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  • Randy Biggs

Enough is Never Enough! The Call to Resist Covetousness

As I prepare to share my thoughts concerning this month’s memory verse, I remember a statement I heard years ago. “How much money does a rich man need?” The answer is, “Just a little bit more.” Though this statement was intended as a joke, it is sad that it holds so much truth. The premise is that no matter how much wealth you attain, greed will see that your desire is never satisfied.

In our memory verse this month from Luke’s gospel, we find Jesus speaking to a large crowd. While addressing His audience, someone from the crowd shouts to Jesus. He says, “Teacher, tell my brother to divide the inheritance with me.” In ancient times, the firstborn was guaranteed a double portion of the family inheritance. More than likely, this brother who addressed Jesus was not the firstborn and was asking for an equal share of the inheritance. Jesus answered him in a way that conveyed He (Jesus) was not there to arbitrate matters that did not directly pertain to His earthly work and ministry.

Then, in Luke 12:15, Jesus got to the heart of the matter: “Take care, and be on your guard against all covetousness, for one’s life does not consist in the abundance of his possessions.” Jesus was warning this person, and all within earshot, that our lives are not to be about gathering wealth. Life is so much more than the “abundance of possessions.”

Nelson’s Bible Dictionary defines covetousness as “an intense desire to possess something (or someone) that belongs to another person.”[1] Covetousness springs from a greedy self-centeredness and arrogant disregard for God’s law. That is why Paul labels the sin of covetousness as idolatry in Colossians 3:5. Another example of covetousness is found in Matthew 26:14-15—Judas’ betrayal of Jesus for thirty pieces of silver.

In 2004, my mother passed away and I was left with the task of being power of attorney over my father’s affairs. Prior to my mother’s passing, my parents had a trust drawn up listing each of their children’s inheritances. In preparation for the inevitable passing of my father, we decided to make sure all his affairs were in order. Unfortunately, to my surprise, the trust that was drawn up prior to my mother’s passing could not be found. So, my dad and I had to hire an attorney to draw up another will. To keep things simple, he named me alone as heir and trusted me to divide the inheritance equally. After my dad passed away in 2007, I made sure each of my older sisters received their fair share of our inheritance.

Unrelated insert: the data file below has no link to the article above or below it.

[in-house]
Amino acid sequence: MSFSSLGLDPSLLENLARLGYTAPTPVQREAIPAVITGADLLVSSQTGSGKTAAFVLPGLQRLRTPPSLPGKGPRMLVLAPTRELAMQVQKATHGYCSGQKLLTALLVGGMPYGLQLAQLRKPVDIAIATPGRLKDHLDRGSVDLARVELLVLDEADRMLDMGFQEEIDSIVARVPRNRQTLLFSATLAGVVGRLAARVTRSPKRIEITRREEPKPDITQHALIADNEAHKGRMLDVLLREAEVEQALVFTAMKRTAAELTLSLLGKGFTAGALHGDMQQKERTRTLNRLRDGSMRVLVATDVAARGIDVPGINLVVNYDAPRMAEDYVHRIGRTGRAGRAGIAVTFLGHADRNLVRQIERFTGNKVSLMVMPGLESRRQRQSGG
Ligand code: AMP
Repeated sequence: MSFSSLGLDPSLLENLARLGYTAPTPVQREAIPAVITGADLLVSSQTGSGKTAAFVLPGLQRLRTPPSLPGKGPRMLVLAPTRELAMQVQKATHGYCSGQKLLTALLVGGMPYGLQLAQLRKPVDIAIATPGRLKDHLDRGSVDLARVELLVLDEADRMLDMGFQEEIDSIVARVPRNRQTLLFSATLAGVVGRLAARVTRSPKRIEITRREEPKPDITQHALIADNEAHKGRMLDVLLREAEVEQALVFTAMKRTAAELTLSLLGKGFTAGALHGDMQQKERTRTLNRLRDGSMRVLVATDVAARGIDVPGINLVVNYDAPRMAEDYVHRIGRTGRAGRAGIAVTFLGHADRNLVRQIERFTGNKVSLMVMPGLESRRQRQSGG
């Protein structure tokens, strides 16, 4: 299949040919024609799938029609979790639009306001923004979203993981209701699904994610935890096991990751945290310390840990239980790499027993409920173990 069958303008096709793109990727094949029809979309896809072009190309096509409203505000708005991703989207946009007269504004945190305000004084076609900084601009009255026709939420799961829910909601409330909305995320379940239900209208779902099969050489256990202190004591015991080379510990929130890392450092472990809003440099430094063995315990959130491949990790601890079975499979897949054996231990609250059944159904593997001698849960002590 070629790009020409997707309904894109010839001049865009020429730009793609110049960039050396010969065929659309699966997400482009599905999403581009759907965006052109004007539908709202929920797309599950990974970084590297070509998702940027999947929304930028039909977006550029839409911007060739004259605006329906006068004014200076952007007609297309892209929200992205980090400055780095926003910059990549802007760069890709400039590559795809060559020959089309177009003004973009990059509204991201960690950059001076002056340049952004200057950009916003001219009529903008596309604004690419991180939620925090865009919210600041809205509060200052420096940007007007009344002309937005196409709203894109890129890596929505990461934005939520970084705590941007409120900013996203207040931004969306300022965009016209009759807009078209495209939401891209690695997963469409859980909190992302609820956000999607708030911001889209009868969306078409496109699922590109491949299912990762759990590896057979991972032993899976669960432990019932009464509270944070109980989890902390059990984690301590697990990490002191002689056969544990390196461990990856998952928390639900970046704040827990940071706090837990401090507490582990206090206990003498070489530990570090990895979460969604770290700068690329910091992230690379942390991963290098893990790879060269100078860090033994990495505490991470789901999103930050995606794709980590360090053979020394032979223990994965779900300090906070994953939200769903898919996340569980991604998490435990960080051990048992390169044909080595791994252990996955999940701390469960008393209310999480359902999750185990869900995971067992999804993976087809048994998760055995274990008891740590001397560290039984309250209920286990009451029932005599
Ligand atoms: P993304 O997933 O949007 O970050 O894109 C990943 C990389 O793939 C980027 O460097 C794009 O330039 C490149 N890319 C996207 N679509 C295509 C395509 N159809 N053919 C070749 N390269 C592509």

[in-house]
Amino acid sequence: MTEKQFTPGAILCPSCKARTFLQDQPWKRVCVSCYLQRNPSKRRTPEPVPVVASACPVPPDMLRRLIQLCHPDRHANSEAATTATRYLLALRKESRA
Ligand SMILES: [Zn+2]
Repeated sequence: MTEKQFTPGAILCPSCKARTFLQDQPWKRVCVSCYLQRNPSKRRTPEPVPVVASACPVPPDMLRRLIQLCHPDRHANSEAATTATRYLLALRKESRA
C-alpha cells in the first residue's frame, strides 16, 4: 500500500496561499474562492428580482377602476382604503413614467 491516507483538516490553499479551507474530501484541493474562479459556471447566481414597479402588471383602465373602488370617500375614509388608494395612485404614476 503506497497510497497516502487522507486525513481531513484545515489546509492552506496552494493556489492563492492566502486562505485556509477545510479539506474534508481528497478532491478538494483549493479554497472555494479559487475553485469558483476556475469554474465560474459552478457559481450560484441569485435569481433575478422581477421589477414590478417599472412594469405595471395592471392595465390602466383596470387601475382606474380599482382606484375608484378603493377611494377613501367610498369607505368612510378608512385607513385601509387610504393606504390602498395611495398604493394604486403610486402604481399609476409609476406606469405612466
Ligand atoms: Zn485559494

Money and possessions have a very strange and sometimes quite ugly effect on people. Families have even been destroyed because of greed. Thus, 1 Timothy 6:10 serves as a good reminder to us, “For the love of money is a root of all kinds of evil. It is through this craving that some have wandered away from the faith and pierced themselves with many pangs.” There has been some healing between me and my sisters, but there is some friction that remains.

Though you may never be involved in a dispute over an inheritance, there are many other forms of covetousness. As we take a second look at our memory verse (Luke 12:15), we see a small, three-letter word that covers a large area. “Take care, and be on your guard against ALL covetousness” (emphasis on all). Years ago, a phrase you would hear quite often was, “keeping up with the Joneses.” I haven’t heard that phrase in quite some time, but the phrase meant that whatever the Joneses had, you had to have—a new pool, a new car, a new boat, etc. It didn’t matter if you needed those items. What mattered was you and your family were not going to be outdone: a form of coveting. There is nothing wrong with purchasing a new car or boat. It is the motive of the heart behind the purchase God looks at. Is your motivation need or greed? Another path to covetousness is discontentment. To be discontent with God’s provisions for our lives in all circumstances can lead one to covetousness. Thus, we should consider the apostle Paul’s words from Philippians 4:11, “I have learned in whatever situation I am to be content.”

In the gospel of Luke, Jesus finishes His admonishment concerning covetousness with a parable. We know it as the parable of the rich fool. The first point of the parable is that we should not devote our lives to the gathering and accumulation of wealth. In Matthew 16:26, Jesus asks the question, “For what will it profit a man if he gains the whole world and forfeits his soul?”

The second point of the parable is that we are not blessed by God to hoard our wealth for ourselves. “Thou Shalt not Covet.” It may be the 10th of the Ten Commandments but is of no lesser importance than the others. Covetousness can lead us to turn money into our god or use the money to buy things that become our god. Covetousness has led people into adultery. People have even lost their lives due to covetousness.

One more family story before I close with prayer. At one time, my mother had a refrigerator magnet that read, “One hundred years from now, no one will know what kind of house you lived in, what kind of car you drove, or how much money you made.” I don’t know what happened to that magnet, but I really liked it!

Dear Heavenly Father,
Please help each of us to be thankful for the blessings you have provided us and not be covetous of the blessings of others.
In Jesus’ name, Amen.

[1] Nelson’s Illustrated Bible Dictionary: New & Enhanced Edition, pg. 1429

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